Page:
Is the Russian Air Force Actually Incapable of Complex Air Operations?


One of the greatest surprises from the initial phase of the Russian invasion of Ukraine has been the inability of the Russian Aerospace Forces (VKS) fighter and fighter-bomber fleets to establish air superiority, or to deploy significant combat power in support of the under-performing Russian ground forces. On the first day of the invasion, an anticipated series of large-scale Russian air operations in the aftermath of initial cruise- and ballistic-missile strikes did not materialise. An initial analysis of the possible reasons for this identified potential Russian difficulties with deconfliction between ground-based surface-to-air missile (SAM) batteries, a lack of precision-guided munitions and limited numbers of pilots with the requisite expertise to conduct precise strikes in support of initial ground operations due to low average VKS flying hours. These factors all remain relevant, but are no longer sufficient in themselves to explain the anaemic VKS activity as the ground invasion continues into its second week. Russian fast jets have conducted only limited sorties in Ukrainian airspace, in singles or pairs, always at low altitudes and mostly at night to minimise losses from Ukrainian man-portable air defence systems (MANPADS) and ground fire.

In recent years, analysts, including the author, have tended to focus on the impressive combat-air equipment modernisation conducted by Russia since 2010. Most notably, this has seen the VKS acquire around 350 modern aircraft in a decade, including the Sukhoi Su-35S air-superiority fighters, Su-30SM multi-role fighters and Su-34 bombers. There has also been an ambitious modernisation drive to remanufacture and upgrade around 110 Mikoyan Mig-31BM/BSM interceptors and a smaller number of Su-25SM(3) ground-attack aircraft. Russia has around 300 modern combat aircraft normally stationed in the Western and Southern Military Districts – within range of Ukraine – and had also relocated regiments from elsewhere in Russia as part of its military build-up prior to the invasion. There was clearly an intent to at least signal their use, especially in light of the Russian military intervention in Syria since 2015 which has been characterised by heavy use of VKS fixed-wing assets for combat-air patrols and strike missions. As the Russian ground offensive struggles to make headway in the north and eastern parts of Ukraine, and heavy vehicle and personnel losses continue to be inflicted by Ukrainian forces, the lack of Russian air activity requires a serious explanation.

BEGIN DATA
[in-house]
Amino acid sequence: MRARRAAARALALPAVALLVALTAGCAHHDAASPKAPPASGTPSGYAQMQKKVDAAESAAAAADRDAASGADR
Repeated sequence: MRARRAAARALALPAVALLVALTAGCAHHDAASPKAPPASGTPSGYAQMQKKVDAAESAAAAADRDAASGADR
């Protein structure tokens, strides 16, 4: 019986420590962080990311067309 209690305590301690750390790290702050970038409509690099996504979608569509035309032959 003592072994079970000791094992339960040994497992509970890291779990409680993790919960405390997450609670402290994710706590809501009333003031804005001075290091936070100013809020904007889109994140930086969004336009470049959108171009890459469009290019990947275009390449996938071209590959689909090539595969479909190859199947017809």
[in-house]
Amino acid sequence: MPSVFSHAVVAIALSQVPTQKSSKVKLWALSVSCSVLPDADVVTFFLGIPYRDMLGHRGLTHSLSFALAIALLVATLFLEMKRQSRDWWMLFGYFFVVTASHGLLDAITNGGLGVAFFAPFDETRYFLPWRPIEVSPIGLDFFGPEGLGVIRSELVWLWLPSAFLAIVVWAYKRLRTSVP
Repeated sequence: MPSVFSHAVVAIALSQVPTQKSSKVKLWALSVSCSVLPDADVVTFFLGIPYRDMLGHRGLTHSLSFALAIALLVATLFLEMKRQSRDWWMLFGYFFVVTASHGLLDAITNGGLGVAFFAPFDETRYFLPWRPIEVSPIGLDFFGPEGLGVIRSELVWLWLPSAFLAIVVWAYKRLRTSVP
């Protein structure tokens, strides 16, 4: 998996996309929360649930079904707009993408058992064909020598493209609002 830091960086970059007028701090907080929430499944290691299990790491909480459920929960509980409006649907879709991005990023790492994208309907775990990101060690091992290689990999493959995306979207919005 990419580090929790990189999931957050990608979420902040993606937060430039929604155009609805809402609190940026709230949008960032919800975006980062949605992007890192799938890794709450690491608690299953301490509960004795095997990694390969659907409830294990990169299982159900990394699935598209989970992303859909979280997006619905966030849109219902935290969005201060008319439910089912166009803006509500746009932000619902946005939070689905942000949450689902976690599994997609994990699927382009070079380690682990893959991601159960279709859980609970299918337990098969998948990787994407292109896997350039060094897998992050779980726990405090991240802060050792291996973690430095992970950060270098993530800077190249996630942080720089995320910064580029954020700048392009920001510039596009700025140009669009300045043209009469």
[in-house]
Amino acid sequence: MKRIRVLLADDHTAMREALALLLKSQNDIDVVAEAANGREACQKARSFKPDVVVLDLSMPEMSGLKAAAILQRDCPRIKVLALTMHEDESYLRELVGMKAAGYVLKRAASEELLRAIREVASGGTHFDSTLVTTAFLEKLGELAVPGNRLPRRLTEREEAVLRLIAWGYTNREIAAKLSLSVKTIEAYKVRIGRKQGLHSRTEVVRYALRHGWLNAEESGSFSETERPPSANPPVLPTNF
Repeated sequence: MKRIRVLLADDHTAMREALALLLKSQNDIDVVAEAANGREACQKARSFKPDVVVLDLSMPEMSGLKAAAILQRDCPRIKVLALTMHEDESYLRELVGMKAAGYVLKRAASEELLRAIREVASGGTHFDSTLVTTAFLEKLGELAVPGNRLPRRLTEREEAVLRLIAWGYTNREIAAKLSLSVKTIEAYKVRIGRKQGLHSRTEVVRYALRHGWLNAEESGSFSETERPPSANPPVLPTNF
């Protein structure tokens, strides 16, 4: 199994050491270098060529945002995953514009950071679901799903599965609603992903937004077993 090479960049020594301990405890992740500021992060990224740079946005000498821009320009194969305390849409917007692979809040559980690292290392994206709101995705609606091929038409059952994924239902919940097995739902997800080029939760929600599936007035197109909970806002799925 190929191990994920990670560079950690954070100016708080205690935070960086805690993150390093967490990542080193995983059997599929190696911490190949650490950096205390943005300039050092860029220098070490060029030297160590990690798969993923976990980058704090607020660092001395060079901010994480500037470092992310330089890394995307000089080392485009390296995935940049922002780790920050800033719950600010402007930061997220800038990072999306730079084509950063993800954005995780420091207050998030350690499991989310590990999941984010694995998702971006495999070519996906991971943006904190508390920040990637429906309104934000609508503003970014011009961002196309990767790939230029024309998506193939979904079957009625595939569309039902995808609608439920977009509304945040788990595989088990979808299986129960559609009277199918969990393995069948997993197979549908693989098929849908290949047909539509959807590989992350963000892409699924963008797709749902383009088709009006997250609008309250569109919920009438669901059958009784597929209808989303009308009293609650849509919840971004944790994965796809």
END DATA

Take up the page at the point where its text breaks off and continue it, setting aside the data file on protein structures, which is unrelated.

Unlikely or Insufficient Potential Explanations

One potential argument is that the VKS fighter fleets are being held in reserve, potentially as a deterrent against direct intervention by NATO forces. This is unlikely to be the case. If the VKS is capable of large-scale combat operations to rapidly establish air superiority over Ukraine, by not doing so, it is, in fact, weakening its potential deterrent value against NATO forces rather than preserving it. The failure of the much-feared Russian Army to rapidly overwhelm the much smaller and poorly positioned Ukrainian forces, and its heavy losses of modern vehicles and personnel, have already seriously damaged international perceptions of Russia’s conventional military power. From a NATO deterrence standpoint, the Russian General Staff and the Kremlin have every incentive to employ their airpower to maximum effect to re-establish some of this lost credibility.


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